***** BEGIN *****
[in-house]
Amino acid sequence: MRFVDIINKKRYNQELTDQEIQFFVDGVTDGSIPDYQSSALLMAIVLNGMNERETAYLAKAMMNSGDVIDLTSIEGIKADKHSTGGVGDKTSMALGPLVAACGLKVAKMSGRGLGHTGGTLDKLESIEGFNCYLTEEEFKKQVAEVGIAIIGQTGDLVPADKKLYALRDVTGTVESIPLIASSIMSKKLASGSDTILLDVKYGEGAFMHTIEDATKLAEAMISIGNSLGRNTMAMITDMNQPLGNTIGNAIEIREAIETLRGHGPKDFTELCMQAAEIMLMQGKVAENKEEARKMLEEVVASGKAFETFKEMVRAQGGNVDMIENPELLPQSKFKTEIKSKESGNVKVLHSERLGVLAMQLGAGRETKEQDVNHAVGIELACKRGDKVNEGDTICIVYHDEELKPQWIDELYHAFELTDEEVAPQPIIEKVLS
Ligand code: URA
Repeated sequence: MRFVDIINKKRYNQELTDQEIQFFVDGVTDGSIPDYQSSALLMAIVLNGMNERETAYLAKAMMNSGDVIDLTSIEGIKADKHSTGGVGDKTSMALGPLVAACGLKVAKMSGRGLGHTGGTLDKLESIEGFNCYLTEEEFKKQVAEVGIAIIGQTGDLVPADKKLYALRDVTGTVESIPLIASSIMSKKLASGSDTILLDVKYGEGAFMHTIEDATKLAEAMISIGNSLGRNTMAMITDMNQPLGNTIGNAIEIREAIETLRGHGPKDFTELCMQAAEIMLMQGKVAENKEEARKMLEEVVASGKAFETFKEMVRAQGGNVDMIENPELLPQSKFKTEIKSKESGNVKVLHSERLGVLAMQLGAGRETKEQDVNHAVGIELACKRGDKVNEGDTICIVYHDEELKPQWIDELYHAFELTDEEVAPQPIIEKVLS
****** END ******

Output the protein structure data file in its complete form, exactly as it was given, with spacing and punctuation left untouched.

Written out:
[in-house]
Amino acid sequence: MRFVDIINKKRYNQELTDQEIQFFVDGVTDGSIPDYQSSALLMAIVLNGMNERETAYLAKAMMNSGDVIDLTSIEGIKADKHSTGGVGDKTSMALGPLVAACGLKVAKMSGRGLGHTGGTLDKLESIEGFNCYLTEEEFKKQVAEVGIAIIGQTGDLVPADKKLYALRDVTGTVESIPLIASSIMSKKLASGSDTILLDVKYGEGAFMHTIEDATKLAEAMISIGNSLGRNTMAMITDMNQPLGNTIGNAIEIREAIETLRGHGPKDFTELCMQAAEIMLMQGKVAENKEEARKMLEEVVASGKAFETFKEMVRAQGGNVDMIENPELLPQSKFKTEIKSKESGNVKVLHSERLGVLAMQLGAGRETKEQDVNHAVGIELACKRGDKVNEGDTICIVYHDEELKPQWIDELYHAFELTDEEVAPQPIIEKVLS
Ligand code: URA
Repeated sequence: MRFVDIINKKRYNQELTDQEIQFFVDGVTDGSIPDYQSSALLMAIVLNGMNERETAYLAKAMMNSGDVIDLTSIEGIKADKHSTGGVGDKTSMALGPLVAACGLKVAKMSGRGLGHTGGTLDKLESIEGFNCYLTEEEFKKQVAEVGIAIIGQTGDLVPADKKLYALRDVTGTVESIPLIASSIMSKKLASGSDTILLDVKYGEGAFMHTIEDATKLAEAMISIGNSLGRNTMAMITDMNQPLGNTIGNAIEIREAIETLRGHGPKDFTELCMQAAEIMLMQGKVAENKEEARKMLEEVVASGKAFETFKEMVRAQGGNVDMIENPELLPQSKFKTEIKSKESGNVKVLHSERLGVLAMQLGAGRETKEQDVNHAVGIELACKRGDKVNEGDTICIVYHDEELKPQWIDELYHAFELTDEEVAPQPIIEKVLS